Global Disarmament Now
On April 15, 2013, the SIPRI published its Annual Report stating that the worldwide military spending had been cut down by 0.5 percent to US $ 1.75 trillion in 2012 as compared to that in 2011. Although the second largest spender China had increased its military spending by 7.8 percent ($ 11.5 b) and the third largest spender Russia by 16 percent ($ 12.3 b), the topmost military spending by the United States dropped by 6 percent to $ 682 billion. In fact, USA and NATO together are responsible for the great majority of the world military spending. And India ranks as the world's second largest international arms importer that accounts for 9 percent (2006-2013) of all major weapons transfer. As a result, the UN Global relief efforts on basic humanitarian financing needs are only partly met. For flash emergencies, the UN had appealed for $ 5.565 billion in 2012, but with a quarter of 2013 gone, just $ 1.869 billion have been received. There is an urgency for humanitarian needs to one-fifth (21 percent of 7.1 billion) of the world population, who live in identity and resource based armed conflicts in fragile states. The military strength experiments and ambitious political interests in Korean peninsula may further exacerbate the humanitarian crisis and polarize the world into identity versus resource based blocs.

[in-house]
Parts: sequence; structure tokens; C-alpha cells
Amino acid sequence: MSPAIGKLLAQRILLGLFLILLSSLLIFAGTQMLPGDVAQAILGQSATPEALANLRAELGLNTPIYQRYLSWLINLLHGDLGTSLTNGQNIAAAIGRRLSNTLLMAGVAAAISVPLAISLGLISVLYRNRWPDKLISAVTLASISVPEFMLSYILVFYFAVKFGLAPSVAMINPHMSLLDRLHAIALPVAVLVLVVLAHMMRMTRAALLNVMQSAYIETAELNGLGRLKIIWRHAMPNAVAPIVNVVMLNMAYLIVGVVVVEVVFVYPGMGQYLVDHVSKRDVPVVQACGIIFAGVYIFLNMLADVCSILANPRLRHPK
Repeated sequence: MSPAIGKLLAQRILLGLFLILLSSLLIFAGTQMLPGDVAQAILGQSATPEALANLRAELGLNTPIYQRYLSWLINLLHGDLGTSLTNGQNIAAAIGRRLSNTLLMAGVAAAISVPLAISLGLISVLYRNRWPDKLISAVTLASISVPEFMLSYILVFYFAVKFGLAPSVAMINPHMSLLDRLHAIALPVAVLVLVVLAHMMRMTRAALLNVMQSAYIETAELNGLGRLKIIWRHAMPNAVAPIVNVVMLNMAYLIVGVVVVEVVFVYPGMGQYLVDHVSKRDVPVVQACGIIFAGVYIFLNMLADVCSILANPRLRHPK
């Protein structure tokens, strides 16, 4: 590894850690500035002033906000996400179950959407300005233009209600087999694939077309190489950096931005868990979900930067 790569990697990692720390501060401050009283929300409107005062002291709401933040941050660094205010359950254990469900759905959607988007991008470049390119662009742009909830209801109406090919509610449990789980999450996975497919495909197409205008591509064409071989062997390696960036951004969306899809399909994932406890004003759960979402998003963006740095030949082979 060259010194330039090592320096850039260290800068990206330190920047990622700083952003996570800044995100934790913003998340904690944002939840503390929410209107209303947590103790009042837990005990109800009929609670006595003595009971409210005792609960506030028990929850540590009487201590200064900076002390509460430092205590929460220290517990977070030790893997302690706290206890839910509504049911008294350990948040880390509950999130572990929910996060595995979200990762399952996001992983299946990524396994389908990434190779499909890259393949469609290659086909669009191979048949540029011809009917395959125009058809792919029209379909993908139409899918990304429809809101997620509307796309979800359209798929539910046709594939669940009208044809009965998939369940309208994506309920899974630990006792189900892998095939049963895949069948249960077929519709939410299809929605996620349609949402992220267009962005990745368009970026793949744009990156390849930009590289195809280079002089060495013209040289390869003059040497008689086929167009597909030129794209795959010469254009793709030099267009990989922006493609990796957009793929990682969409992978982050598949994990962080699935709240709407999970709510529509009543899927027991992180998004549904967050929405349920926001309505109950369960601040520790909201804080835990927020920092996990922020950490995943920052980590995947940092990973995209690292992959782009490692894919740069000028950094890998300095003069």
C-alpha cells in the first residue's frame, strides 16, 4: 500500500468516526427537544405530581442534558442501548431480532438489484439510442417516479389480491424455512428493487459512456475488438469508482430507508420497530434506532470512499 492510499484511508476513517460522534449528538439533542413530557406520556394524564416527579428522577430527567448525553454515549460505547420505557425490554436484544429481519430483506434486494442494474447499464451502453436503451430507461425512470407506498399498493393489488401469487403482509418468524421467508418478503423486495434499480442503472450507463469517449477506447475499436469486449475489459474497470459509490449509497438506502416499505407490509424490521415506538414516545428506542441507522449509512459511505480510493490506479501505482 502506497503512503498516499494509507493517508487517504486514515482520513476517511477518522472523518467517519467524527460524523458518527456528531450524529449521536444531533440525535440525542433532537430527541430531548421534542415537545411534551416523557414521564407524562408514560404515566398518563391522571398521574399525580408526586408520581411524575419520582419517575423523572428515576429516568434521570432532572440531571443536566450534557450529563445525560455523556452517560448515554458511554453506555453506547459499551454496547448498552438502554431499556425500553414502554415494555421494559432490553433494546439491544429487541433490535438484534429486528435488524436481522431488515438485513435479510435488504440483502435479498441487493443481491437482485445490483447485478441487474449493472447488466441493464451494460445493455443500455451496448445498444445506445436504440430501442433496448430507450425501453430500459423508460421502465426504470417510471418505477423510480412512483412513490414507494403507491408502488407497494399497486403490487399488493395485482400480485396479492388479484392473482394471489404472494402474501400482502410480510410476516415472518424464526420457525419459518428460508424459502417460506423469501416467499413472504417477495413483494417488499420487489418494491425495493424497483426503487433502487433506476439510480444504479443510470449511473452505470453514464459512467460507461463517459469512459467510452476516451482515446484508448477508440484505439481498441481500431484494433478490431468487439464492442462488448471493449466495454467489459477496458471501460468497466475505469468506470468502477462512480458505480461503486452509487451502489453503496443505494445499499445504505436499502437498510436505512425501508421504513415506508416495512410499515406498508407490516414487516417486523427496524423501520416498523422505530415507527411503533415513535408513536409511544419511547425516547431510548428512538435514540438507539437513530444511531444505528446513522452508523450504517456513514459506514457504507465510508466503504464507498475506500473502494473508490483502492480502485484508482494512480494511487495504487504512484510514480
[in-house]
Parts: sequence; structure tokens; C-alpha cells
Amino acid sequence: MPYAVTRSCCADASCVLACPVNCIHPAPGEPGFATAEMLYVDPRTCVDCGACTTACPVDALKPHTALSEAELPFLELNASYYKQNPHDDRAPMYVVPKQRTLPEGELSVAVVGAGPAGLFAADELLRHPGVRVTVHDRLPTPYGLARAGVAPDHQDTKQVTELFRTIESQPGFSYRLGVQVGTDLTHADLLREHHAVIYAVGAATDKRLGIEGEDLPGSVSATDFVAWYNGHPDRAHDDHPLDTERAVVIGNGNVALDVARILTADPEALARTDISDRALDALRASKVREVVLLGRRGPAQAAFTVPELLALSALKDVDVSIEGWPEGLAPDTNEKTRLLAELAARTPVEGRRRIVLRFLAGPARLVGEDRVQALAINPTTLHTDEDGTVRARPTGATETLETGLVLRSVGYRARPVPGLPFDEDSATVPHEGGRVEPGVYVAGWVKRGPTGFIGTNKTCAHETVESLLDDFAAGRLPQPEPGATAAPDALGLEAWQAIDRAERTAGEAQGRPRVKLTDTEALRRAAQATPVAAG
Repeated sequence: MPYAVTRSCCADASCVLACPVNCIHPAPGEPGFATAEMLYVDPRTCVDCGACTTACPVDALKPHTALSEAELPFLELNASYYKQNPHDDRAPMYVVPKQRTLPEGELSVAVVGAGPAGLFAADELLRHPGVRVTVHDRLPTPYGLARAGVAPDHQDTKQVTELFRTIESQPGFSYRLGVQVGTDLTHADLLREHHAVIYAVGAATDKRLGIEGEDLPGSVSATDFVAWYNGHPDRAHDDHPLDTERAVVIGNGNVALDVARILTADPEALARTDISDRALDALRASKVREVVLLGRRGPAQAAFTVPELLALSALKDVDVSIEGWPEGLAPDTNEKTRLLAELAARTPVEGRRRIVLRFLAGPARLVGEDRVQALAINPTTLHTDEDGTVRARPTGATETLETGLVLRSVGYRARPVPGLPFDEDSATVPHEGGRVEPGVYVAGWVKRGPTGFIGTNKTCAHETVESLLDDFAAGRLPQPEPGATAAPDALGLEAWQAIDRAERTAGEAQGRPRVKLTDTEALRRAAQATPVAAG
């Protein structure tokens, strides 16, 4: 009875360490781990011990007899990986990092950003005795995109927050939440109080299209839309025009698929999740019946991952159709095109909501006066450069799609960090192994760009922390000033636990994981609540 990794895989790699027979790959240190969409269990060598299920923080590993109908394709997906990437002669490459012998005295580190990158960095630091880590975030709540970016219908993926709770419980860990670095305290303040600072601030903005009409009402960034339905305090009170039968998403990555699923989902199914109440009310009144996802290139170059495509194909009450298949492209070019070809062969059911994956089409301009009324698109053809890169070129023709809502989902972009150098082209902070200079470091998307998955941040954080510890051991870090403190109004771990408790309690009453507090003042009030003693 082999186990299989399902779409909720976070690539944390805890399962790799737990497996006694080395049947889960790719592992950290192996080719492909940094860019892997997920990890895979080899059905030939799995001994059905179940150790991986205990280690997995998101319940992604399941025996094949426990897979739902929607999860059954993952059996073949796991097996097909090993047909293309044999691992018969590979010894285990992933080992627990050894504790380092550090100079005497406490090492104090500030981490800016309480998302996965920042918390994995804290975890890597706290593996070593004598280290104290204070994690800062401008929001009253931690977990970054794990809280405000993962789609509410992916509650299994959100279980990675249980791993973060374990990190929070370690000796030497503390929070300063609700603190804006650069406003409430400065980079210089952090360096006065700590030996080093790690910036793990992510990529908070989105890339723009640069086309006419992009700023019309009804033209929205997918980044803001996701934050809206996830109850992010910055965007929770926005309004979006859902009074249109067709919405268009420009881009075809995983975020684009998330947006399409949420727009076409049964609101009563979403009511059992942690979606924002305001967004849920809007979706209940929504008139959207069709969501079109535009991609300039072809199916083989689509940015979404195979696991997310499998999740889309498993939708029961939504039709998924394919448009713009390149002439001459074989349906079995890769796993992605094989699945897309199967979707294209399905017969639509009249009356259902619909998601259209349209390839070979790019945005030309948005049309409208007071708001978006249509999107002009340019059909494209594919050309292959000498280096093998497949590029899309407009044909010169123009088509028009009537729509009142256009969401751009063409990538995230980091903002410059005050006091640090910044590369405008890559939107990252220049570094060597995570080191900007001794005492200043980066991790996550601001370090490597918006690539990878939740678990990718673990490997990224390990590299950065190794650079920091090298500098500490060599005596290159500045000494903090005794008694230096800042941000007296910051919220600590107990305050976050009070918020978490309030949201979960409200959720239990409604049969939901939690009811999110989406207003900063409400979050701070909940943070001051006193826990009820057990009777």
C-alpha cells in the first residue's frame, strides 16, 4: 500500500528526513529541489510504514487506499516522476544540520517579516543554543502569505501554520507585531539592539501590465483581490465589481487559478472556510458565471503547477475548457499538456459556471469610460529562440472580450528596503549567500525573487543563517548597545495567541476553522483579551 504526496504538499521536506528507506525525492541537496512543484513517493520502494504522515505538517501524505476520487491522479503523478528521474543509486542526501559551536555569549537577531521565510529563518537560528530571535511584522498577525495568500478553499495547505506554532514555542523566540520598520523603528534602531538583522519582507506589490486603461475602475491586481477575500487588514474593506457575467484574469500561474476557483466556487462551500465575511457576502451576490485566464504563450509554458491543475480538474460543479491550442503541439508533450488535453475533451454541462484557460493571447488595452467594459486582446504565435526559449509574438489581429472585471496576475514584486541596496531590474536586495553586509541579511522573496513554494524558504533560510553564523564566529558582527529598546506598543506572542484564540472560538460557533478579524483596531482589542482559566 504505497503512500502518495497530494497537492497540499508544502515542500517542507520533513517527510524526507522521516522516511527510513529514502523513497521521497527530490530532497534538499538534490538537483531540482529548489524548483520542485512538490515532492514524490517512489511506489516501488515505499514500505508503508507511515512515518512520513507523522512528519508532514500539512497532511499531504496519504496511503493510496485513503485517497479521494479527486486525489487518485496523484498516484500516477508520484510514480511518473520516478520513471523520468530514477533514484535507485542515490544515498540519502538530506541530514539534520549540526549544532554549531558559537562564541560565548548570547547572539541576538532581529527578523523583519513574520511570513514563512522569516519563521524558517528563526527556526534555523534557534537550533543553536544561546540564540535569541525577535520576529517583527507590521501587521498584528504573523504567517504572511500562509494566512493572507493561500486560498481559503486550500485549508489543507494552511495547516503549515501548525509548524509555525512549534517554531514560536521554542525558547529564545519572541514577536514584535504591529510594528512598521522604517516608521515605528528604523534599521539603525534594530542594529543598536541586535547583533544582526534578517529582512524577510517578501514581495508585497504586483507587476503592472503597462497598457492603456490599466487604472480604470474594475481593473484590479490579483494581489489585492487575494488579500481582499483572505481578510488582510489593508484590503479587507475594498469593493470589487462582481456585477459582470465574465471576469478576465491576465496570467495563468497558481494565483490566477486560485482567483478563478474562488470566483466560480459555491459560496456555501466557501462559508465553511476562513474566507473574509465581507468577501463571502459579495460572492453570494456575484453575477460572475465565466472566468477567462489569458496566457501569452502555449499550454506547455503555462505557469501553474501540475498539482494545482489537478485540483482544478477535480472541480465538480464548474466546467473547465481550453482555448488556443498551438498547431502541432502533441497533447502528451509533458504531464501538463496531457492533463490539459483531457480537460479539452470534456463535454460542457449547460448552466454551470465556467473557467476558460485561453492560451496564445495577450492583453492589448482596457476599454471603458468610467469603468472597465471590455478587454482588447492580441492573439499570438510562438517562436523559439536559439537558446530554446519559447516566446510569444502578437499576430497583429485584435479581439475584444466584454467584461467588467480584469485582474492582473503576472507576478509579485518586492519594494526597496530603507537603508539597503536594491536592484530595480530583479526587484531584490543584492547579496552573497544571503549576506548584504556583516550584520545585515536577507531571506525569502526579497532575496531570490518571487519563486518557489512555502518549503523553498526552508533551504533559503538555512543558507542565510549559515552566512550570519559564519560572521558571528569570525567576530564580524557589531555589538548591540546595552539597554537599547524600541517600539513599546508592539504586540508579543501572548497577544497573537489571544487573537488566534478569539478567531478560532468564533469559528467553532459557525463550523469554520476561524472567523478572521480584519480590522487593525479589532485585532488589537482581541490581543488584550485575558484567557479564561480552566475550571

On behalf of the Global Harmony Association (GHA) and Peace and Conflict Studies Center (PCSC), Professor Bishnu Pathak calls upon all the people of goodwill to support all possible avenues toward peace and justice on the Earth. The GHA and PCSC appeal the UN to work and approve International Treaty of Global Harmony for General Disarmament. The GHA and the PCSC further request to all the concerned authorities for reduction of military spending in every country by 2 percent annually and to increase humanitarian aid in food, shelter, health and education. We firmly believe in what Nelson Mandela said, "Education is the most powerful weapon which you can use to change the world." Thus, the long term humanitarian aim is to achieve freedom from fear, freedom from wants and freedom to live in dignity, which are necessary for harmony and solidarity of human civilization in the 21st century. Disarmament would eventually lead toward a world without wars.UN Secretary General Ban Ki-Moon at Nagasaki on August 12, 2012 had said, "Disarmament and nonproliferation be inculcated at every school and in every student around the world". Indeed, total disarmament will ultimately help strengthen human security, fulfill basic needs of the people and promote genuine peace, harmony, human rights, justice, and development.